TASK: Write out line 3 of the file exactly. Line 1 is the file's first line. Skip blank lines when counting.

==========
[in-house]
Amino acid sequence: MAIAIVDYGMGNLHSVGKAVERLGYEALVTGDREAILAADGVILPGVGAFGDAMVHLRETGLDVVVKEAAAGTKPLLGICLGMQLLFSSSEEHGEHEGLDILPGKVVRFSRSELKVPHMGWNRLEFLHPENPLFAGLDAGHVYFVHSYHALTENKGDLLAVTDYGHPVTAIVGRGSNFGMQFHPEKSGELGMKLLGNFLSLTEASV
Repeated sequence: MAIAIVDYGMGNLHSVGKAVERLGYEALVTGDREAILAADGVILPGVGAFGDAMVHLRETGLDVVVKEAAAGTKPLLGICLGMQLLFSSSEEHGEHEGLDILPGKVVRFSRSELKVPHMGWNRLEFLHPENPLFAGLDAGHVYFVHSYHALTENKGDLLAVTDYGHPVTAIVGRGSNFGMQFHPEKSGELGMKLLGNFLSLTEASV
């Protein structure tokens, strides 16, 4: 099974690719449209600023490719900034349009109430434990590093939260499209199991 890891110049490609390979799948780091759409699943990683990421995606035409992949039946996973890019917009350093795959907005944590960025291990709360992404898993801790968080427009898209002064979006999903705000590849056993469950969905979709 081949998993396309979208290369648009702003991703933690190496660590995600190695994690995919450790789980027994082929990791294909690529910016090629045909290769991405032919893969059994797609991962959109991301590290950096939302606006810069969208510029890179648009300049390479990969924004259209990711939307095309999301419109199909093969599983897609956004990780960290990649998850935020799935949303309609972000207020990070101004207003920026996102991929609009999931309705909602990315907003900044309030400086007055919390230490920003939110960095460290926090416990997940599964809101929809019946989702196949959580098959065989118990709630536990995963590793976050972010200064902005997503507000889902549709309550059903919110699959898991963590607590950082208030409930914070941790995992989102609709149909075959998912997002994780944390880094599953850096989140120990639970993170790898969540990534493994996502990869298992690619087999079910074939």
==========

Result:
Repeated sequence: MAIAIVDYGMGNLHSVGKAVERLGYEALVTGDREAILAADGVILPGVGAFGDAMVHLRETGLDVVVKEAAAGTKPLLGICLGMQLLFSSSEEHGEHEGLDILPGKVVRFSRSELKVPHMGWNRLEFLHPENPLFAGLDAGHVYFVHSYHALTENKGDLLAVTDYGHPVTAIVGRGSNFGMQFHPEKSGELGMKLLGNFLSLTEASV